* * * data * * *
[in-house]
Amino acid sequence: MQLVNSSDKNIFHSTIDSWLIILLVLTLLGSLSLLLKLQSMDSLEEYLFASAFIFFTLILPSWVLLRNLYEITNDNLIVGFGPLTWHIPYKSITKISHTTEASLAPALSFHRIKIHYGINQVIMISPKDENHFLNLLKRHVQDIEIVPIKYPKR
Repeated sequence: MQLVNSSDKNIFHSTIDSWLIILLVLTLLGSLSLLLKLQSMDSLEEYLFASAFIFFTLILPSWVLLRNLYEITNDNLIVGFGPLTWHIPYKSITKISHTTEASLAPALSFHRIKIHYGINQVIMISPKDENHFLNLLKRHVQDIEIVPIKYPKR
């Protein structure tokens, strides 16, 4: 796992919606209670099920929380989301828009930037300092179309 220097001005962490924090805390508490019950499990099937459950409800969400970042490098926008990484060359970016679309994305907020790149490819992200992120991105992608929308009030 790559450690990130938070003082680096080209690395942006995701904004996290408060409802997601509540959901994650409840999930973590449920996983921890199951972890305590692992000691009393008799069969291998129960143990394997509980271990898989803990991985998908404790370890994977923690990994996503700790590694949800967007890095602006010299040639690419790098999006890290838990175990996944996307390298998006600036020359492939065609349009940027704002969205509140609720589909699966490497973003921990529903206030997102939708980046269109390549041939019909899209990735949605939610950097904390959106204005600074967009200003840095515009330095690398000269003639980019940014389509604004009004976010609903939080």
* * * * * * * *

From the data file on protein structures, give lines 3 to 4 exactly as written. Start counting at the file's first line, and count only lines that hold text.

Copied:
Repeated sequence: MQLVNSSDKNIFHSTIDSWLIILLVLTLLGSLSLLLKLQSMDSLEEYLFASAFIFFTLILPSWVLLRNLYEITNDNLIVGFGPLTWHIPYKSITKISHTTEASLAPALSFHRIKIHYGINQVIMISPKDENHFLNLLKRHVQDIEIVPIKYPKR
């Protein structure tokens, strides 16, 4: 796992919606209670099920929380989301828009930037300092179309 220097001005962490924090805390508490019950499990099937459950409800969400970042490098926008990484060359970016679309994305907020790149490819992200992120991105992608929308009030 790559450690990130938070003082680096080209690395942006995701904004996290408060409802997601509540959901994650409840999930973590449920996983921890199951972890305590692992000691009393008799069969291998129960143990394997509980271990898989803990991985998908404790370890994977923690990994996503700790590694949800967007890095602006010299040639690419790098999006890290838990175990996944996307390298998006600036020359492939065609349009940027704002969205509140609720589909699966490497973003921990529903206030997102939708980046269109390549041939019909899209990735949605939610950097904390959106204005600074967009200003840095515009330095690398000269003639980019940014389509604004009004976010609903939080």